I thought it would be easy to describe. And I guess if we were to be perfectly literal, it would be. But there’s something more. An underlying ethos so inseparable from identity as to be defining in itself. So pervasive as to be woven into the fabric of every fold of existence. The red thread in the dark wool suit only evident under close examination. Look closely and it’s everywhere. Pay no attention and it doesn’t exist.
Ever gone to dinner with your wife or girlfriend whilst your mind was a million miles away analyzing and solving a mechanical issue you’ve been working on?
Lain awake nights making step-by-step plans for what you’ll do next time you’re at the workshop until the alarm goes off?
Learned to participate in casual conversation while simultaneously working on something else in your mind, giving not a clue?
Attended a business meeting in a suit and tie with grease in your fingerprints that could not be scrubbed out?
Made detailed sketches of parts and specialty tools that you’d like to make in notebooks, napkins and scrap paper. Saved them in your wallet interminably until you improve the idea and eventually create them?
Taken calls from friends Saturday nights asking you to come out and you’re in the shop and tell them you can’t make it?
Stopped to help a broke down motorist on your way to an important event and taken the time to explain troubleshooting methodology to the barely interested as you fixed their car intuitively? While the rest of the people in your car roll their eyes, not understanding the sickness?
You get the idea.
This is no flash in the pan.
I’ve been suffering or benefiting, depending on one’s perspective, from this mindset since I was six years old and disassembled completely the first bicycle I’d ever gotten by 2pm on Christmas day. My parents, not being able to find me, finally made their way out to the garage to discover me elbow deep in parts and my dad’s tools. They threatened “You’d best have that back together by bedtime or you’ll never get another bike from us again”. I was dismissive, and confident that I’d have it done in time, even then. Of course a few unnecessary parts remained when I was done. That’s no cutesy cover-up. They added nothing to the function of the machine. A few years later I figured out that a hacksaw could cut metal and whole new world opened up to me. I cut some sections out of a couple aluminum lawn chairs we had and made two foot long fork extensions to that same bike. I jammed them on the forks of the bright yellow Huffy and used existing holes in the tubes to bolt on the wheel. Sketchy as hell. And fun! The first couple ramp jumps (if you could see the dodgy crap we assembled as ramps in the neighborhood) proved that modification to be, let’s say, temporary at best. But it didn’t stop me.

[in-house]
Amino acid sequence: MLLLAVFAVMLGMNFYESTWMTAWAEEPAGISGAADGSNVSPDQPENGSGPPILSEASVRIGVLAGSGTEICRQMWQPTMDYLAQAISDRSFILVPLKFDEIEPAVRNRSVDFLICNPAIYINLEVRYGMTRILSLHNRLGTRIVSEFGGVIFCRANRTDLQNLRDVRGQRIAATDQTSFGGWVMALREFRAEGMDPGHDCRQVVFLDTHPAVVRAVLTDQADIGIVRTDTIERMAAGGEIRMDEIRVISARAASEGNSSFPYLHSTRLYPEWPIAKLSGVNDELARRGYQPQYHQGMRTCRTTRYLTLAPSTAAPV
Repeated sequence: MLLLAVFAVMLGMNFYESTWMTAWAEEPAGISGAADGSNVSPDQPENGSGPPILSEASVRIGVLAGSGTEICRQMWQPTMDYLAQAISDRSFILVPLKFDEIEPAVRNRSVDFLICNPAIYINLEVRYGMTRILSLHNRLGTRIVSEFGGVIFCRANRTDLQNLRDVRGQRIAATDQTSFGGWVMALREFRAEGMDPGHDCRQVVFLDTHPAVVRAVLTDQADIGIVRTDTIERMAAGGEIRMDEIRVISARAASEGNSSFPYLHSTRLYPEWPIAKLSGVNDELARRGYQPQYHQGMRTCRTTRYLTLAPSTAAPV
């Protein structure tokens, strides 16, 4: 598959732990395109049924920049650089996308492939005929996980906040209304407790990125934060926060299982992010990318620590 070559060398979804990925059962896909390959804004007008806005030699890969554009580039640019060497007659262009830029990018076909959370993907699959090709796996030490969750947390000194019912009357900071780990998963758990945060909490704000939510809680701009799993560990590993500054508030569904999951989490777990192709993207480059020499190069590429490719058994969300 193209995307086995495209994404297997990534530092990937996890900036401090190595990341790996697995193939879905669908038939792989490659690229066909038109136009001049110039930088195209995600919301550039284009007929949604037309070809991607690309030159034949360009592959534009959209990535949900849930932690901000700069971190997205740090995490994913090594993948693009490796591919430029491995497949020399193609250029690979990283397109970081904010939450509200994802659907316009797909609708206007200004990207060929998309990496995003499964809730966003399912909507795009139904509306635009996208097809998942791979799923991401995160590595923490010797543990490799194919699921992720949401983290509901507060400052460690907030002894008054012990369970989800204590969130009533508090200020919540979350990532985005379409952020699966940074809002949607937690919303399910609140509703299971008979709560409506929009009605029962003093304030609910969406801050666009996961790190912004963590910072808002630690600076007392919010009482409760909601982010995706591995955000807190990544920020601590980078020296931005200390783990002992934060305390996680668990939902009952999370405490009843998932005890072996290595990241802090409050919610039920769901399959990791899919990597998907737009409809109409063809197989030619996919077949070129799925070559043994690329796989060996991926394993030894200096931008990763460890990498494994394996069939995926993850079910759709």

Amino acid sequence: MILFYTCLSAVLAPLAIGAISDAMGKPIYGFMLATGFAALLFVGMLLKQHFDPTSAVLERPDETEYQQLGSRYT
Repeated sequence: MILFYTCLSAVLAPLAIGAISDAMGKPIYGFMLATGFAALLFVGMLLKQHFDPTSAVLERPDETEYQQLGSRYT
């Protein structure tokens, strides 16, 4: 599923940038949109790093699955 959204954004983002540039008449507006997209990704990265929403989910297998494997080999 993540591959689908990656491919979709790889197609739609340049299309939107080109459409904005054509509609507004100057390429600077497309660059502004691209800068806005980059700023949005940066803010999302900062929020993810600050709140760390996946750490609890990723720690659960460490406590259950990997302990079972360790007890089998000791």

Obsession. Useful if you can harness it. At the same time a detriment that can haunt you. Its kissing cousin, perfectionism, amplifies the effects. Perfection paralysis. I also call it Magnum Opus Syndrome. Know what it is? Ever have it? Only perfect is good enough. You can guess where that one might lead. Mostly towards more thinking than doing. But these same traits can also bring meaningful innovation and gainful employment. Everyone’s got something reckon with. I consider myself lucky to have been saddled with these.